- Armstrong Browning Library and Museum
- Research & Instruction
- University Libraries
Leddy-Jones Research Hall
Jacoby Art Glass Company, Saint Louis, Missouri
Sordello, a narrative study in the psychology of genius and the development of a soul, is considered one of the most obscure of Browning's works and was a critical failure when published in 1840. It is a fictionalized account of the life of Sordello da Goito, a 13th-century troubadour. The setting of northern Italy is dominated by the struggle between the Guelphs (partisans of the Pope) and the Ghibellins (partisans of the Holy Roman Emperor). Sordello is a Ghibelline. The poem reveals the troubles of its subject, who is torn between the practical and the sublime, between the demands of his poetic imagination and his involvement in the power and glory of politics.
In this window, the dramatic scene depicts Palma and Taurello as they have made known their relationship and are leaving Sordello to his great and fatal spiritual struggle. The small medallion in the top border is a likeness of Shelley. The clothing, hair styles, furniture, and armor are all correct for the period.
Excerpts from Robert Browning's
Book the Sixth
Whereas for Mankind springs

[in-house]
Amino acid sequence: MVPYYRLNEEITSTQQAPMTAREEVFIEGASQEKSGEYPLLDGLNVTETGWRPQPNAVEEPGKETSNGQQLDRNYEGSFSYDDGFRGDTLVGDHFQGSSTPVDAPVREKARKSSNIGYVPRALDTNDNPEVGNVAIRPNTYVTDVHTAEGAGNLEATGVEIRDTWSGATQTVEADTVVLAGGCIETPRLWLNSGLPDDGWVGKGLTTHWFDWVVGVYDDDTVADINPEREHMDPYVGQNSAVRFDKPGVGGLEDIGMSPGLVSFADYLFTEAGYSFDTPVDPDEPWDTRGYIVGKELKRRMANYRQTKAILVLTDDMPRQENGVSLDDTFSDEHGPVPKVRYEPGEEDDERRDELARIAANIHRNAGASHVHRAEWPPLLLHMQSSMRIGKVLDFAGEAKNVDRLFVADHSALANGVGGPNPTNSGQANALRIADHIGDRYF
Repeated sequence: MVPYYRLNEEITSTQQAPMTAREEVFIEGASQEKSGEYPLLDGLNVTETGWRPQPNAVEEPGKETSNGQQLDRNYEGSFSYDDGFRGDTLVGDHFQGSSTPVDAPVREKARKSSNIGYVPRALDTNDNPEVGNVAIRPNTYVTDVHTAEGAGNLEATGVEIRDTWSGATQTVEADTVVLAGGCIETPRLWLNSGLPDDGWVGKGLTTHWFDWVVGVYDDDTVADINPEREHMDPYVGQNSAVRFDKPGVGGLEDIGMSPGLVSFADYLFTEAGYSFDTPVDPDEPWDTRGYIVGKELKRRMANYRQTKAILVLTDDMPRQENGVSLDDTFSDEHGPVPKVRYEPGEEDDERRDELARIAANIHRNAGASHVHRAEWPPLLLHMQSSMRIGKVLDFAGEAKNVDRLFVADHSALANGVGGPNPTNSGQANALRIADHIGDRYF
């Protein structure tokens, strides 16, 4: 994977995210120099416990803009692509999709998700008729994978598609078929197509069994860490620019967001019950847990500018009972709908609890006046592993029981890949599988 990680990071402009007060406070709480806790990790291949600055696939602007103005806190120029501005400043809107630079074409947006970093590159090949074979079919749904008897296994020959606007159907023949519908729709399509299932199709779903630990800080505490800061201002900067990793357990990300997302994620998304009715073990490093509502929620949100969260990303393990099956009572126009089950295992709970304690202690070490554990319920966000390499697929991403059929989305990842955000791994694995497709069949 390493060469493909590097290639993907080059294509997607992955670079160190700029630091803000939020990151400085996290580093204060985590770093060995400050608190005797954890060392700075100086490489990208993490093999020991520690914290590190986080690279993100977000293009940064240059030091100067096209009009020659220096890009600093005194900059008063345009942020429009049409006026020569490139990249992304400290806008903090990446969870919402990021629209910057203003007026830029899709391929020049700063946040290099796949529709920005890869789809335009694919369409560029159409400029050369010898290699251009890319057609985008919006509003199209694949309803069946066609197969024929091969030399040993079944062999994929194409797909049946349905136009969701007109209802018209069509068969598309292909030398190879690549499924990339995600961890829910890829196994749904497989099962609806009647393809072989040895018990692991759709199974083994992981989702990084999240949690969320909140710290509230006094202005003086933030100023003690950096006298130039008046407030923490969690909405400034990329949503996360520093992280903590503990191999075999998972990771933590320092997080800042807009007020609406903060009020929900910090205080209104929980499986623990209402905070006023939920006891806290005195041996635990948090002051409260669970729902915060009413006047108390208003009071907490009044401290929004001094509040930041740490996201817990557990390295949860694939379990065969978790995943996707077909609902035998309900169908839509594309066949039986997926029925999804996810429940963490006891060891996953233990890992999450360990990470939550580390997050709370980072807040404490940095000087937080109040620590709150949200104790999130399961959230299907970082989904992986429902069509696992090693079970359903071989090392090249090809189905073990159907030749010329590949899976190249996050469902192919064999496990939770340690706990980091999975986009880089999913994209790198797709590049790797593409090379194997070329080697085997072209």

Salvation by each hindrance interposed.
They climb; life's view is not at once disclosed
To creatures caught up, on the summit left,
Heaven plain above them, yet of wings bereft:
But lower laid, as at the mountain's foot.
So, range on range, the girdling forests shoot
Twixt your plain prospect and the throngs who scale
Height after height, and pierce mists, veil by veil,
Heartened with each discovery; in their soul,
The Whole they seek by Parts-- . . .
Here is the Crowd, whom I with freest heart
Offer to serve, contented for my part
To give life up in service,--only grant
That I do serve; if otherwise, why want
Aught further of me? If men cannot choose
But set aside life, why should I refuse
The gift? I take it--I, for one, engage
Never to falter through my pilgrimage--
Nor end it howling that the stock or stone
Were enviable, truly: I, for one,
Will praise the world, you style mere anteroom
To palace--be it so!
Why need Sordello square his course
By any known example?
In memory of Dr. and Mrs. E. B. Wood
Gift of Dr. W. A. Wood, Mrs. J. D. Johnson,
Eugene Wood, Dr. John H. Wood, and Josh Wood